What's the difference between flying business and first class? While it's hard to imagine improving on the luxurious trappings of business, once you've tried first there's no looking back.
It's a similar concept driving the Bentley Flying Spur W12 S – every detail has that extra gleam and gravitas, making it like the private jet of the road. This is an absolute brute of a sedan, but handles like a sportscar, flying from 0-100 km/h in a dizzying 4.5 seconds.
It's the first four-door Bentley ever to achieve maximum speeds of over 325 km/h, and that's all the more impressive when you consider its size – some 2445 kilograms hand-built with every conceivable flourish in Crewe, England – which still feels light and springy on the road.
Ride of your life
Then comes the biggest number in the equation: the driveaway price of this pimped-out fantasy car is a cool $583,000.
There's a certain Underbelly-meets Buckingham Palace vibe that comes over you when driving the car, with its hatched matrix grille gnashing like glosssy teeth, red headlights glowing like the eyes of a wolf.
The engine purrs like a pampered Siamese, fat twin-spoke gloss black wheels spinning smoothly with red ceramic brakes.
The Bentley seems to welcome the open road with a vigorous golf clap. The freeway is where the W12 S is most at home, effortlessly meeting the speed limit and whooshing smugly past every other vehicle without breaking a sweat.
There's such power here, every press of the accelerator produces a smooth, confident burst of speed and strength, and it's hard not to feel like a minor royal or major rapper behind the wheel.
Bentley is big on options, and customers are likely to personalise their W12 S to the hilt. There are over a hundred colours to choose from the Mulliner workshop, with prestige specifications including drilled alloy sport foot-pedals, and Bentley badges emblazoned on the hood and headrests.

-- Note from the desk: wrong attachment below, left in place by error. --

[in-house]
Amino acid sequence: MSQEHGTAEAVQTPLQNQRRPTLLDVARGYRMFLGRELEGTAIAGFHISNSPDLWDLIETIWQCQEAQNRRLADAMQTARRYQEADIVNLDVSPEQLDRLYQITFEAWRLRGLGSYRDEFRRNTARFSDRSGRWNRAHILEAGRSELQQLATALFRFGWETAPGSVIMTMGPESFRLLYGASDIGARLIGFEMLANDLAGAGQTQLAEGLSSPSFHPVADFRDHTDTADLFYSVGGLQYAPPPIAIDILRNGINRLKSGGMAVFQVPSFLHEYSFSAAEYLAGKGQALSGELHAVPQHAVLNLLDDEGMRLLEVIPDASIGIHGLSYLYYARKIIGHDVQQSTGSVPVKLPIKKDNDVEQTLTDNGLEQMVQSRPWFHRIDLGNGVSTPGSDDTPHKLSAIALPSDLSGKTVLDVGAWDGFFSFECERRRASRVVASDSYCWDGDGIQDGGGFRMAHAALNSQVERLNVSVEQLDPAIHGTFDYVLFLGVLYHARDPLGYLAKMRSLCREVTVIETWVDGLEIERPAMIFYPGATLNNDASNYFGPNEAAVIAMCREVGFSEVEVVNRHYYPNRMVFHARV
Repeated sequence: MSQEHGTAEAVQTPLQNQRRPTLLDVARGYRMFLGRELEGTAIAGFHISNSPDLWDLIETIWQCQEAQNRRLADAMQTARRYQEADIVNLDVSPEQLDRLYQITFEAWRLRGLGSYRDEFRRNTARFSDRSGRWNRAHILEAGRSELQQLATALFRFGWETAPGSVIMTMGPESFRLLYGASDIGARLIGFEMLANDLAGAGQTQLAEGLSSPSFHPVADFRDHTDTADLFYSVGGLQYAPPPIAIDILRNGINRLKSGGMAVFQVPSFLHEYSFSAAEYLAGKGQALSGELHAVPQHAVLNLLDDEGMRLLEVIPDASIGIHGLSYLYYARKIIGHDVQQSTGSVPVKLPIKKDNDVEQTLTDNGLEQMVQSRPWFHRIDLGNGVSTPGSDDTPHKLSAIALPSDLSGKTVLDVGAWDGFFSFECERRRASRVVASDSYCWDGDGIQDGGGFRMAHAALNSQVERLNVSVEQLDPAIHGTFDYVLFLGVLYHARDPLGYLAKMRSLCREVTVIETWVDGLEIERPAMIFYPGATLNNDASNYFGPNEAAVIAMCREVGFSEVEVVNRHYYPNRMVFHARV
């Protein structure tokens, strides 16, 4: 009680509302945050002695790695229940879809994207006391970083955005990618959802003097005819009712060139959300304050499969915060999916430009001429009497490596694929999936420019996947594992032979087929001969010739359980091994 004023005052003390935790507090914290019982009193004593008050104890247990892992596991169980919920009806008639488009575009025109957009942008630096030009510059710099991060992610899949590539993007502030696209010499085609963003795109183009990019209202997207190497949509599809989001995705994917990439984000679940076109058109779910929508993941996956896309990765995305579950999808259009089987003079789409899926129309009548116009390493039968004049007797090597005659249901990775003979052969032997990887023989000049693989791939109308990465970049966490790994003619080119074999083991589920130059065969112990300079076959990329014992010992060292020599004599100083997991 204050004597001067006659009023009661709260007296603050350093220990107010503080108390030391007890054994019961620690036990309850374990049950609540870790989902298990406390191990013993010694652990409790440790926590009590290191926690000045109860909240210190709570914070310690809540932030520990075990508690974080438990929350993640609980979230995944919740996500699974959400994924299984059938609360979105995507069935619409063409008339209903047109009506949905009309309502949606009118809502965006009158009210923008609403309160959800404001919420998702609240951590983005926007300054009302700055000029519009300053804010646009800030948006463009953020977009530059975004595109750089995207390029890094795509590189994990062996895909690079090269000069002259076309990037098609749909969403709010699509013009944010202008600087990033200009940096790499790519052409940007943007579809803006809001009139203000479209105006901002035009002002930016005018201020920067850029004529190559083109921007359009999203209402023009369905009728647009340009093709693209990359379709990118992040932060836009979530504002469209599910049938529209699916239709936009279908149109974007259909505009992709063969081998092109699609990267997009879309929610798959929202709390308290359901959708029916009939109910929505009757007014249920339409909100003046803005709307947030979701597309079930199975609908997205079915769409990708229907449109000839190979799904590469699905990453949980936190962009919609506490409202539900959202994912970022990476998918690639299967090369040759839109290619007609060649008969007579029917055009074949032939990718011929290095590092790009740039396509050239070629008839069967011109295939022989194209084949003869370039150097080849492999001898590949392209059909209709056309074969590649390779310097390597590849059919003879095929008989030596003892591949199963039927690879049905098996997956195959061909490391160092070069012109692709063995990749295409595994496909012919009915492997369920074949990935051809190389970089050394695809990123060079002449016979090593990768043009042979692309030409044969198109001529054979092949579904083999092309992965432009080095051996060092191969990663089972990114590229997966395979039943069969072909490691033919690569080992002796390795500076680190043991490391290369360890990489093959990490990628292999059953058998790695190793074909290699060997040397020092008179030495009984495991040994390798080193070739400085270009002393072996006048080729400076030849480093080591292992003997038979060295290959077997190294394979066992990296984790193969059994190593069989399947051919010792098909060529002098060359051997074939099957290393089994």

The Spur has an old-school sensibility while sporting all the latest tech. There's a regular key ignition, for example, or a more modern push button start, depending on what you'd prefer to use at the time.
Speaking of buttons, there are several more on the side of each chair: heated seats or cooled seats, elaborately soothing massage functions which knead you subtly in the spine, and every conceivable adjustment made with the flicker of a finger.
Digital mod cons are controlled by a silver toggle on the steering wheel, from GPS to Bluetooth audio. Need the time? There's a classic Breitling embedded on the dash.
Aircon is digitally adjusted to suit each passenger, but can be switched on and off easily by pushing a chunky, pleasingly-retro chrome lever. The vintage vibe extends to the digital media centre, which is reasonably low-fi considering the price, and at times a bit clunky to navigate using the toggle on the steering wheel.
This is road-tripping at its finest, the kind of car the Obamas would take to dinner.
In the back seat, wide LCD video screens are installed behind the driver and passenger seats for a properly pampered ride. Pop-out trays lower smoothly to rest your particulars for long journeys, plus there's a subtly-concealed media centre with individual DVD player and USB chargers. In the seat back pouch, personal headphones are on hand so you can plug in and switch off.
The back windows also have dark shade cloths that slide up and down for privacy, plus an iPhone-esque console which pops out to allow passengers full control of the car's climate and infotainment systems.
A hefty fuel tank also offers 672 kilometers between stops, which means you're halfway to Sydney before you need to pump in $100 of premium unleaded.
Not that you can imagine many people who buy this car actually pumping petrol – they'll most likely employ someone to do that for them. You're now free to sit back, relax, and prepare for take off.